Modern slavery survivor’s horror in U.K. immigration detention centers -

Modern slavery survivor’s horror in U.K. immigration detention centers

  • Published on
    December 14, 2022
  • News Source Image
  • Category:
    Law & Policy, Survivor Stories
Hero Banner

“It was like a prison. […] It was traumatic. There were high walls, barbed wires, cameras everywhere. Everywhere you went there were locked doors.” – Jasmine (not her real name)

Speaking to openDemocracy, Jasmine shares the awful conditions she faced when locked up in immigration detention centers around the U.K., with her latest detention in Derwentside Immigration Removal Centre despite the Home Office being aware of her experiences as a modern slavery survivor.

Shuttled around the U.K.

Derwentside is the fourth center Jasmine had been held in during her 13 months in the U.K. She first arrived in the country early last year to visit a friend but upon arrival, her luggage was confiscated and she was promptly transferred to Colnbrook Immigration Removal Centre. Then, after a few days, she was moved again to Yarl’s Wood where reports of sexual abuse and mistreatment are common.

Jasmine recalls not being fed properly from her time in Yarl’s Wood “There was only a small amount of food to eat – for example, a piece of chicken and a few potatoes – at mealtimes. It was like you were begging them for food. Everywhere you go, there is an officer behind you.”

Anna Picherri, an organiser with Movement for Justice, an immigration rights group, compared the treatment of women in immigration detention centers as “mental torture”. She said:

“Everything that happened to them – lack of care, mental torture, racial abuse by guards, violence, sexual assaults, and denial of legal assistance and healthcare – was done to break them and make them not to fight for themselves.”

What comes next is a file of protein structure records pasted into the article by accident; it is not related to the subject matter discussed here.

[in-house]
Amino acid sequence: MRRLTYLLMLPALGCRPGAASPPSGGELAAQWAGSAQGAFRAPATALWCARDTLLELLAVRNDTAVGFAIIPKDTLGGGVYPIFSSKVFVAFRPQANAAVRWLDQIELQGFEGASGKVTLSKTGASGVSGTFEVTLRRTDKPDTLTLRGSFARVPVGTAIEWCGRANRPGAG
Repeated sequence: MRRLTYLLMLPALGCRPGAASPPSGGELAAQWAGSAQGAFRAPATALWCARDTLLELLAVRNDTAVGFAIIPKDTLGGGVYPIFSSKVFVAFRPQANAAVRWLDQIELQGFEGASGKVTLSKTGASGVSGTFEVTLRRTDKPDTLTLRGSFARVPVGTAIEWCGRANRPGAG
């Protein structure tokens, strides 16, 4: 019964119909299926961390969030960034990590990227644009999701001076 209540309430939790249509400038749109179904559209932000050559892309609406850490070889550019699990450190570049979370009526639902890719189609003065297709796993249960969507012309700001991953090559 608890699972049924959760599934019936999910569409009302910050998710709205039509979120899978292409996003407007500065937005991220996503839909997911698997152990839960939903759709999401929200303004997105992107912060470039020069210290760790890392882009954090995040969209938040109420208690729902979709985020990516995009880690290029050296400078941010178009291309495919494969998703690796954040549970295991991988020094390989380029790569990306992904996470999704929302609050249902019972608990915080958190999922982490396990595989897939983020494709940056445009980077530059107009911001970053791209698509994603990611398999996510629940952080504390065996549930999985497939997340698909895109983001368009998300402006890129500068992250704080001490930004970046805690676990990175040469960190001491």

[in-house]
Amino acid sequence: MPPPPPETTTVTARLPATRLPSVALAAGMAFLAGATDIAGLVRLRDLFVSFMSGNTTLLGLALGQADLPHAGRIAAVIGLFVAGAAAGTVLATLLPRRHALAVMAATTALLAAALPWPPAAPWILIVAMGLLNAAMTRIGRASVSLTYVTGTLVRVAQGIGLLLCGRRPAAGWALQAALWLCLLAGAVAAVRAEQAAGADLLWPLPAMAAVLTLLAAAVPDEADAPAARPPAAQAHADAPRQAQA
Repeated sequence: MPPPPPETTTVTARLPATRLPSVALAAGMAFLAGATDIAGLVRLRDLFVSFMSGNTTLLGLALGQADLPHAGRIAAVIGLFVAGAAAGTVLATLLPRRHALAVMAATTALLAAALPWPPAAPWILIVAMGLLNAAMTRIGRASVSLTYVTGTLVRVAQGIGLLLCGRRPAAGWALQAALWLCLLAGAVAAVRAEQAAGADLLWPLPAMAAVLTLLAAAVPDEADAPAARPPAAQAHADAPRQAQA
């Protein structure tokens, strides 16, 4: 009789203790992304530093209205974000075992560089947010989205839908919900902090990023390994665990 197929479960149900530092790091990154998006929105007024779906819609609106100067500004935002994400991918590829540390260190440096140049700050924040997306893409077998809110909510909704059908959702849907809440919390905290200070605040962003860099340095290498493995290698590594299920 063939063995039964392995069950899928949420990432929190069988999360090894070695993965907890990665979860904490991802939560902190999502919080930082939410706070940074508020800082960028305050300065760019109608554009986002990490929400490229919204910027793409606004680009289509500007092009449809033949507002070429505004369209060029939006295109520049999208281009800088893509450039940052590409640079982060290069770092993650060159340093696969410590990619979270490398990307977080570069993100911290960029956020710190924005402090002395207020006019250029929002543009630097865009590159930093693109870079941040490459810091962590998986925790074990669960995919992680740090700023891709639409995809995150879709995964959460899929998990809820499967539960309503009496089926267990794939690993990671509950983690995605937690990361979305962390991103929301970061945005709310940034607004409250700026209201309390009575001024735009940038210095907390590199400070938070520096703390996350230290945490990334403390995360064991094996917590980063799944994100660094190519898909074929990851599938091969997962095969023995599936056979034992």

Detained as a modern slavery survivor

Eventually Jasmine was released on bail only to be exploited by a man she knew. She wasn’t aware at the time that she was a victim of modern slavery. Earlier this year, she was detained again due to an issue on her visa application and sent to Derwentside.

This has damaged Jasmine’s mental health, exacerbated her trauma and is preventing her from recovering from her experiences.

A report published earlier this month by the U.K.’s prison watchdog found that vulnerable women continue to be detained despite the serious damage it causes to their health.

Picherri said: “There is no humane detention. The only humane demand and fight are to shut them all down.”

In the U.K. there’s not even a time limit on how long a survivor a can be held in immigration detention causing “immeasurable and unnecessary harm.

Detention of trafficking survivors is inhumane and risks seriously exacerbating survivors’ “physical, psychological and social recovery, it may also result in accumulative trauma, suicidal behaviour and post-traumatic stress disorder.” The UN Special Rapporteur on trafficking in persons has explicitly called for potential and confirmed victims of trafficking to be removed from prison-like settings.

It is unacceptable that survivors are not only being denied the support they need to recover but are also having their freedom stripped away a second time.

Sign the petition today and join the global call on governments to stop detaining trafficking survivors and release all potential and confirmed survivors from detention.

Freedom United is interested in hearing from our community and welcomes relevant, informed comments, advice, and insights that advance the conversation around our campaigns and advocacy. We value inclusivity and respect within our community. To be approved, your comments should be civil.

stop icon A few things we do not tolerate: comments that promote discrimination, prejudice, racism, or xenophobia, as well as personal attacks or profanity. We screen submissions in order to create a space where the entire Freedom United community feels safe to express and exchange thoughtful opinions.

Inline Feedbacks
View all comments

This week

Three Chinese companies face restricted imports due to forced labor ties

In an effort to eliminate goods made with Uyghur forced labor, the U.S. State Department added three more Chinese companies to the list of those facing import restrictions for goods coming into the U.S. This brings the total number of companies on the list to 27.  Goods from Xinjiang (Uyghur region) are guilty until proven innocent  The legal backing for these restrictions falls under the Uyghur Forced Labor Prevention Act Entity List (UFLPA) which

| Wednesday September 27, 2023

Read more